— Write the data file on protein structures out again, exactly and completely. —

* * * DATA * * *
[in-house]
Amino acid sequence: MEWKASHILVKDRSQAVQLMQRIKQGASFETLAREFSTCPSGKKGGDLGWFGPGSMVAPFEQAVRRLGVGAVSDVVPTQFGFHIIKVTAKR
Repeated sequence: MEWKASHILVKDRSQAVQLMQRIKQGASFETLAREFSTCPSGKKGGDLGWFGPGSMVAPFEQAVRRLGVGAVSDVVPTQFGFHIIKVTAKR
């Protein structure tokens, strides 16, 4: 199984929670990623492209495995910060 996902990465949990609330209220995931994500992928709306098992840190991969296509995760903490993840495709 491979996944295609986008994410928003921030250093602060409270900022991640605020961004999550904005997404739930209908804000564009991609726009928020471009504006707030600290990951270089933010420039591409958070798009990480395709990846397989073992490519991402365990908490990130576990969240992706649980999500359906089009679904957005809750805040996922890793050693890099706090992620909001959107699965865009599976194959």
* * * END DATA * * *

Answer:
[in-house]
Amino acid sequence: MEWKASHILVKDRSQAVQLMQRIKQGASFETLAREFSTCPSGKKGGDLGWFGPGSMVAPFEQAVRRLGVGAVSDVVPTQFGFHIIKVTAKR
Repeated sequence: MEWKASHILVKDRSQAVQLMQRIKQGASFETLAREFSTCPSGKKGGDLGWFGPGSMVAPFEQAVRRLGVGAVSDVVPTQFGFHIIKVTAKR
């Protein structure tokens, strides 16, 4: 199984929670990623492209495995910060 996902990465949990609330209220995931994500992928709306098992840190991969296509995760903490993840495709 491979996944295609986008994410928003921030250093602060409270900022991640605020961004999550904005997404739930209908804000564009991609726009928020471009504006707030600290990951270089933010420039591409958070798009990480395709990846397989073992490519991402365990908490990130576990969240992706649980999500359906089009679904957005809750805040996922890793050693890099706090992620909001959107699965865009599976194959």